[LRUG] Does Rails have an image problem?

Gerhard Lazu gerhard at lazu.co.uk
Mon Aug 17 09:40:58 PDT 2020

Don't sell technology, sell beliefs. What do you have to believe in for
Rails to be the right choice?

Most choices are made with the heart, not the mind. The heart in this
context is the limbic part of the brain. Your peers may have been hungry or
tired when they chose Ansible. They may have already chosen Kubernetes
before you have even mentioned it. WordPress is a foregone conclusion by
now, like always (never?) ice in my drink.

Lastly, it's not a zero-sum game. node.js is not taking "developer share"
from Rails, just as Golang is not taking developer share from
Ruby. Figuring out why node.js is perceived to be a better fit - the real
reason - is half the battle. The other half is figuring out what developers
really care about, and leaving preconceptions or egos out of this. Maybe
the right fit is FaaS, but none knows it, and the anchoring bias is making
everyone miss the whole picture.

To end the day on a half-true funny: *Rails chooses you, you don't choose

On Mon, Aug 17, 2020 at 4:34 PM Edmond Lepedus <ed.lepedus at googlemail.com>

> Hi LRUG,
> Once again I’ve recommended Rails for a project, and once again, I’ve
> found it a really hard sell, and I suspect the decision will be to use
> NodeJS instead. It seems that outside of the Rails community, most devs
> have a pretty poor opinion or just lack of visibility into the awesomeness
> of Rails. I’ve been asked questions like “Isn’t Rails abandonware now?”,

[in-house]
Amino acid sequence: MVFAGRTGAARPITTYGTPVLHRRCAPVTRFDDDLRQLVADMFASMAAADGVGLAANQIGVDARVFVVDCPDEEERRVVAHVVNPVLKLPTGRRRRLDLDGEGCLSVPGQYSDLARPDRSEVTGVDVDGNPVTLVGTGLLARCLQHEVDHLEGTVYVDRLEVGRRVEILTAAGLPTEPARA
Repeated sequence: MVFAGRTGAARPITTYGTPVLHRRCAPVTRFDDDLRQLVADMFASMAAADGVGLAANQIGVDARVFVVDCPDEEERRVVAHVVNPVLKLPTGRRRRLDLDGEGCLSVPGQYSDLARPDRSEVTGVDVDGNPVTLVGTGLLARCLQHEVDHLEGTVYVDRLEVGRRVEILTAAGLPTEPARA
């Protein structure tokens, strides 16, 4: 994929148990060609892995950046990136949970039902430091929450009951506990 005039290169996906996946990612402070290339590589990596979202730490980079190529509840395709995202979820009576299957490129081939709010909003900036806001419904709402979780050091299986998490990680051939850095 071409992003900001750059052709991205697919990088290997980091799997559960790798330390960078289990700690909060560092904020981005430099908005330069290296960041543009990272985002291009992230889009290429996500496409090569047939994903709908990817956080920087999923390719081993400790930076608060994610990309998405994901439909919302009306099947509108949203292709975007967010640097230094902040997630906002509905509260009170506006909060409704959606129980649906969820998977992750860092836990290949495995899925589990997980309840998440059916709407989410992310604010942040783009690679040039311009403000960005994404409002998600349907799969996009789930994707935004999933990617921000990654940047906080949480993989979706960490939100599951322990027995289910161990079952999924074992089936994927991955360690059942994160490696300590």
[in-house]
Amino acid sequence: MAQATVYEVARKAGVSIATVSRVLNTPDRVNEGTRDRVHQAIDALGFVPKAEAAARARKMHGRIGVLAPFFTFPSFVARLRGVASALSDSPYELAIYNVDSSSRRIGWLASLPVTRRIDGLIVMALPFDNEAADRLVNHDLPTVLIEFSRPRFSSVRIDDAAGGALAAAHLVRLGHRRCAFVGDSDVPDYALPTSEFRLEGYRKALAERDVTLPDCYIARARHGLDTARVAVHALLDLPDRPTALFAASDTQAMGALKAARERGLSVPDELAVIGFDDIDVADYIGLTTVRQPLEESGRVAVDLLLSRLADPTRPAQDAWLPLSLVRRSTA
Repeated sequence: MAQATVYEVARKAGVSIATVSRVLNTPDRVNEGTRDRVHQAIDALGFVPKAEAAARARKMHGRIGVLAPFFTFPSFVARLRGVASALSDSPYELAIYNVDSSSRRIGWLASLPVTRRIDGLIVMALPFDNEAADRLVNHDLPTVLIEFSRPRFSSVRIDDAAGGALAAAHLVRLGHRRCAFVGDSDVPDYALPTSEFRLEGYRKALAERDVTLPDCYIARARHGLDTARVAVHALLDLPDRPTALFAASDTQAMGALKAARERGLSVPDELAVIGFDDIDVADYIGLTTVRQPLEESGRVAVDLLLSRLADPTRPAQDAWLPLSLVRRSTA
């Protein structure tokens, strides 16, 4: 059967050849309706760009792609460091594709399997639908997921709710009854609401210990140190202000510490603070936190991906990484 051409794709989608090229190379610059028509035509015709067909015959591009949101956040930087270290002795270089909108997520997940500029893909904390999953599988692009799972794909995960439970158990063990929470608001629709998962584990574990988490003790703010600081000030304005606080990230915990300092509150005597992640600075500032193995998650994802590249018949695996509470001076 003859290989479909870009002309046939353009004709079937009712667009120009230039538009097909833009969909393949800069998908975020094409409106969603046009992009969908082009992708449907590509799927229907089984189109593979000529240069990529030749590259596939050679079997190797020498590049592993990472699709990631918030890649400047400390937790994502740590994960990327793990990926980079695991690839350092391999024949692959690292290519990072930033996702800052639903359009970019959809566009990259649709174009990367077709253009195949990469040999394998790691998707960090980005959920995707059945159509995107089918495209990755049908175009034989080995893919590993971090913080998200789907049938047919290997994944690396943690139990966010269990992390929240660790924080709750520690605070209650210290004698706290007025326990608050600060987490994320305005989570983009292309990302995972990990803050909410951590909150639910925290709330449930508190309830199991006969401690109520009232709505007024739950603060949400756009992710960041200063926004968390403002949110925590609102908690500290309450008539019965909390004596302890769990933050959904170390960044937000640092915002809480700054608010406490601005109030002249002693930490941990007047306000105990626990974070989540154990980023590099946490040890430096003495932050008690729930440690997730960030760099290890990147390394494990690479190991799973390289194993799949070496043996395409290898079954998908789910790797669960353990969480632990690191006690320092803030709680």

> been pointed to StackOverflow’s developer survey (
> https://insights.stackoverflow.com/survey/2020#technology-most-loved-dreaded-and-wanted-other-frameworks-libraries-and-tools-loved3) as
> ‘evidence’ for NodeJS’s superiority and been told that “the majority of
> Rails consultants make their money on migrating people to other platforms”.
> This is not a new thing. I’ve been recommending Rails for web projects for
> nearly 7 years, both as an employee and as a consultant, with zero success.
> And before you think it’s just my credibility, I’ve not had any issues when
> recommending, WordPress, NextJS, Kubernetes, Ansible etc. It’s just Rails.
> My current team would benefit hugely from Rails. It would do wonders for
> everything from code quality and productivity to documentation and our
> ability to hire and onboard new developers, but I fear that we will once
> again default to NodeJS and miss out on most of those benefits.
> The weird thing is that we use and love systems written in Rails, such as
> GitLab, and have enthusiastically committed to migrating our forums to
> Discourse, but the halo effect from those projects doesn’t seem to be
> affecting perceptions of Rails itself.
> How do you sell Rails in a compelling way?
> Thanks,
> Ed
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